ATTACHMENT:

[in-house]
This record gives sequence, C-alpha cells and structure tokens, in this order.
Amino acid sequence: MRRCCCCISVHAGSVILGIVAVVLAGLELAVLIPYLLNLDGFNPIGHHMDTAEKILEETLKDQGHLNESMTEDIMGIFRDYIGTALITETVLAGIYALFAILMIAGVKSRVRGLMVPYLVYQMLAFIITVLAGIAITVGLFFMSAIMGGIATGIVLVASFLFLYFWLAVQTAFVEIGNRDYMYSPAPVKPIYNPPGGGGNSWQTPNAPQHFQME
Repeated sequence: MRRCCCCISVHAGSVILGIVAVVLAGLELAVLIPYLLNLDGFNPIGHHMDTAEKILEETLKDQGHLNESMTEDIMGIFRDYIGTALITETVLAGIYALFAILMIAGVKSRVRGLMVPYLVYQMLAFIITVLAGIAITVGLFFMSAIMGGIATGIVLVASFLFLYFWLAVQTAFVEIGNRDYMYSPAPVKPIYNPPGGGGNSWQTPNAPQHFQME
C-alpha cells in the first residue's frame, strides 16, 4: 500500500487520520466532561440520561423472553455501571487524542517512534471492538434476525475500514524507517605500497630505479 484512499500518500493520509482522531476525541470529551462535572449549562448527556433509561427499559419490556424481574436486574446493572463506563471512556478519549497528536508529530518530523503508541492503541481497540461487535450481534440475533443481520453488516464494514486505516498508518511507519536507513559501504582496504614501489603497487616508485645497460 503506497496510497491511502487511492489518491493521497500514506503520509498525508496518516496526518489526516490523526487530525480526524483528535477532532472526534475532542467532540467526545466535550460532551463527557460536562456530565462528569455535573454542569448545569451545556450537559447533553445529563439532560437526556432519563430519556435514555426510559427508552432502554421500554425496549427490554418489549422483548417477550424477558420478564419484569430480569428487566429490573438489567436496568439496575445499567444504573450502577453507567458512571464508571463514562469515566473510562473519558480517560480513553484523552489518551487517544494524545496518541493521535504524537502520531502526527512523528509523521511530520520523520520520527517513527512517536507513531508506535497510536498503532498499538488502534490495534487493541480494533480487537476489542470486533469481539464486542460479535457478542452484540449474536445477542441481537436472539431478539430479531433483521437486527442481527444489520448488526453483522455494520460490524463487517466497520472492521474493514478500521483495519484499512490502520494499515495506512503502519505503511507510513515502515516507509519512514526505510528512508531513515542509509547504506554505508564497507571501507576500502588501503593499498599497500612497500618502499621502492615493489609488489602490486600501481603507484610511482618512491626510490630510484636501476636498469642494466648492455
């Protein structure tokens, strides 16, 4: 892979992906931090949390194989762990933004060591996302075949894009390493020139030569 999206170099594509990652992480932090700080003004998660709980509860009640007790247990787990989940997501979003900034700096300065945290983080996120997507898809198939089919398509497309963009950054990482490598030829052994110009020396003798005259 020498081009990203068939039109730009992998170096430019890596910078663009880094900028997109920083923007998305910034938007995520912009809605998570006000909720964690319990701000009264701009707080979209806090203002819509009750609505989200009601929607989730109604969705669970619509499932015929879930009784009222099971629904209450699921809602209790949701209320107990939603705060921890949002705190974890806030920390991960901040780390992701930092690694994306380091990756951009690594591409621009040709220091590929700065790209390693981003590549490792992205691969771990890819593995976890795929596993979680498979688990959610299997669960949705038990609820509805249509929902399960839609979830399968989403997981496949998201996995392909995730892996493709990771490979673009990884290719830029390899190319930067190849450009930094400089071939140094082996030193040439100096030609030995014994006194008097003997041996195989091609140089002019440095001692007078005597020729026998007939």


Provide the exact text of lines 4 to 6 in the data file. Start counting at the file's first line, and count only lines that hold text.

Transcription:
Repeated sequence: MRRCCCCISVHAGSVILGIVAVVLAGLELAVLIPYLLNLDGFNPIGHHMDTAEKILEETLKDQGHLNESMTEDIMGIFRDYIGTALITETVLAGIYALFAILMIAGVKSRVRGLMVPYLVYQMLAFIITVLAGIAITVGLFFMSAIMGGIATGIVLVASFLFLYFWLAVQTAFVEIGNRDYMYSPAPVKPIYNPPGGGGNSWQTPNAPQHFQME
C-alpha cells in the first residue's frame, strides 16, 4: 500500500487520520466532561440520561423472553455501571487524542517512534471492538434476525475500514524507517605500497630505479 484512499500518500493520509482522531476525541470529551462535572449549562448527556433509561427499559419490556424481574436486574446493572463506563471512556478519549497528536508529530518530523503508541492503541481497540461487535450481534440475533443481520453488516464494514486505516498508518511507519536507513559501504582496504614501489603497487616508485645497460 503506497496510497491511502487511492489518491493521497500514506503520509498525508496518516496526518489526516490523526487530525480526524483528535477532532472526534475532542467532540467526545466535550460532551463527557460536562456530565462528569455535573454542569448545569451545556450537559447533553445529563439532560437526556432519563430519556435514555426510559427508552432502554421500554425496549427490554418489549422483548417477550424477558420478564419484569430480569428487566429490573438489567436496568439496575445499567444504573450502577453507567458512571464508571463514562469515566473510562473519558480517560480513553484523552489518551487517544494524545496518541493521535504524537502520531502526527512523528509523521511530520520523520520520527517513527512517536507513531508506535497510536498503532498499538488502534490495534487493541480494533480487537476489542470486533469481539464486542460479535457478542452484540449474536445477542441481537436472539431478539430479531433483521437486527442481527444489520448488526453483522455494520460490524463487517466497520472492521474493514478500521483495519484499512490502520494499515495506512503502519505503511507510513515502515516507509519512514526505510528512508531513515542509509547504506554505508564497507571501507576500502588501503593499498599497500612497500618502499621502492615493489609488489602490486600501481603507484610511482618512491626510490630510484636501476636498469642494466648492455
């Protein structure tokens, strides 16, 4: 892979992906931090949390194989762990933004060591996302075949894009390493020139030569 999206170099594509990652992480932090700080003004998660709980509860009640007790247990787990989940997501979003900034700096300065945290983080996120997507898809198939089919398509497309963009950054990482490598030829052994110009020396003798005259 020498081009990203068939039109730009992998170096430019890596910078663009880094900028997109920083923007998305910034938007995520912009809605998570006000909720964690319990701000009264701009707080979209806090203002819509009750609505989200009601929607989730109604969705669970619509499932015929879930009784009222099971629904209450699921809602209790949701209320107990939603705060921890949002705190974890806030920390991960901040780390992701930092690694994306380091990756951009690594591409621009040709220091590929700065790209390693981003590549490792992205691969771990890819593995976890795929596993979680498979688990959610299997669960949705038990609820509805249509929902399960839609979830399968989403997981496949998201996995392909995730892996493709990771490979673009990884290719830029390899190319930067190849450009930094400089071939140094082996030193040439100096030609030995014994006194008097003997041996195989091609140089002019440095001692007078005597020729026998007939």